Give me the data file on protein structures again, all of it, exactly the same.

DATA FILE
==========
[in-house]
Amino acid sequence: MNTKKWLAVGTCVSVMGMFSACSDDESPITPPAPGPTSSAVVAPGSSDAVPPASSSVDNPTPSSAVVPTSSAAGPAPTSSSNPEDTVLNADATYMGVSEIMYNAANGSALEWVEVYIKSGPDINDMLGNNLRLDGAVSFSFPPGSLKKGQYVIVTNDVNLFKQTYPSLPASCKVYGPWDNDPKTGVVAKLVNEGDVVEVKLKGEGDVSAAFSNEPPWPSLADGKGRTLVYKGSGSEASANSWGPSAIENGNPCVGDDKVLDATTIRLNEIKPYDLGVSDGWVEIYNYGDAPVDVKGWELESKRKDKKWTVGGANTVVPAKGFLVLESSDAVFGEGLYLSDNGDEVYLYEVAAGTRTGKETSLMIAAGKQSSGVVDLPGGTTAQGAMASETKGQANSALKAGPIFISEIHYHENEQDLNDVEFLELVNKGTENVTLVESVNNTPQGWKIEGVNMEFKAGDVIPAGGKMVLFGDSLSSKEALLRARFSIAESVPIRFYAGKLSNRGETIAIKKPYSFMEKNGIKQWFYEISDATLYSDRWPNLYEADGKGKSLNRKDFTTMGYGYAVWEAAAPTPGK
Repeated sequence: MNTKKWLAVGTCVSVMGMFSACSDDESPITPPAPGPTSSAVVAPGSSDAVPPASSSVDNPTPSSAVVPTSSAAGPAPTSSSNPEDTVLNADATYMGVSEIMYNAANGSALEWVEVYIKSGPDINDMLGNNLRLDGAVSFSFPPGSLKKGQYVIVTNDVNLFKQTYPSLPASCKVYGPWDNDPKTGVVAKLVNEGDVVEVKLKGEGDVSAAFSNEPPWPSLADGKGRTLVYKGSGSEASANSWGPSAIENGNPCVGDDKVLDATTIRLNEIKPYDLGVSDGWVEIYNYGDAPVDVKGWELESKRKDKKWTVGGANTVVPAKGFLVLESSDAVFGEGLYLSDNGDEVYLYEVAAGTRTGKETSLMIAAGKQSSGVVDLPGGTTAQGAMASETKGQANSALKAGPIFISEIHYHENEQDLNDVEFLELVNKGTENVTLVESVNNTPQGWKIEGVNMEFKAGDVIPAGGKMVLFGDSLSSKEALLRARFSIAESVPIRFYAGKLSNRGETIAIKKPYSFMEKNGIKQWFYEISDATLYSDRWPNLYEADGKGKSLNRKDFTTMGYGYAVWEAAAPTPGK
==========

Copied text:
[in-house]
Amino acid sequence: MNTKKWLAVGTCVSVMGMFSACSDDESPITPPAPGPTSSAVVAPGSSDAVPPASSSVDNPTPSSAVVPTSSAAGPAPTSSSNPEDTVLNADATYMGVSEIMYNAANGSALEWVEVYIKSGPDINDMLGNNLRLDGAVSFSFPPGSLKKGQYVIVTNDVNLFKQTYPSLPASCKVYGPWDNDPKTGVVAKLVNEGDVVEVKLKGEGDVSAAFSNEPPWPSLADGKGRTLVYKGSGSEASANSWGPSAIENGNPCVGDDKVLDATTIRLNEIKPYDLGVSDGWVEIYNYGDAPVDVKGWELESKRKDKKWTVGGANTVVPAKGFLVLESSDAVFGEGLYLSDNGDEVYLYEVAAGTRTGKETSLMIAAGKQSSGVVDLPGGTTAQGAMASETKGQANSALKAGPIFISEIHYHENEQDLNDVEFLELVNKGTENVTLVESVNNTPQGWKIEGVNMEFKAGDVIPAGGKMVLFGDSLSSKEALLRARFSIAESVPIRFYAGKLSNRGETIAIKKPYSFMEKNGIKQWFYEISDATLYSDRWPNLYEADGKGKSLNRKDFTTMGYGYAVWEAAAPTPGK
Repeated sequence: MNTKKWLAVGTCVSVMGMFSACSDDESPITPPAPGPTSSAVVAPGSSDAVPPASSSVDNPTPSSAVVPTSSAAGPAPTSSSNPEDTVLNADATYMGVSEIMYNAANGSALEWVEVYIKSGPDINDMLGNNLRLDGAVSFSFPPGSLKKGQYVIVTNDVNLFKQTYPSLPASCKVYGPWDNDPKTGVVAKLVNEGDVVEVKLKGEGDVSAAFSNEPPWPSLADGKGRTLVYKGSGSEASANSWGPSAIENGNPCVGDDKVLDATTIRLNEIKPYDLGVSDGWVEIYNYGDAPVDVKGWELESKRKDKKWTVGGANTVVPAKGFLVLESSDAVFGEGLYLSDNGDEVYLYEVAAGTRTGKETSLMIAAGKQSSGVVDLPGGTTAQGAMASETKGQANSALKAGPIFISEIHYHENEQDLNDVEFLELVNKGTENVTLVESVNNTPQGWKIEGVNMEFKAGDVIPAGGKMVLFGDSLSSKEALLRARFSIAESVPIRFYAGKLSNRGETIAIKKPYSFMEKNGIKQWFYEISDATLYSDRWPNLYEADGKGKSLNRKDFTTMGYGYAVWEAAAPTPGK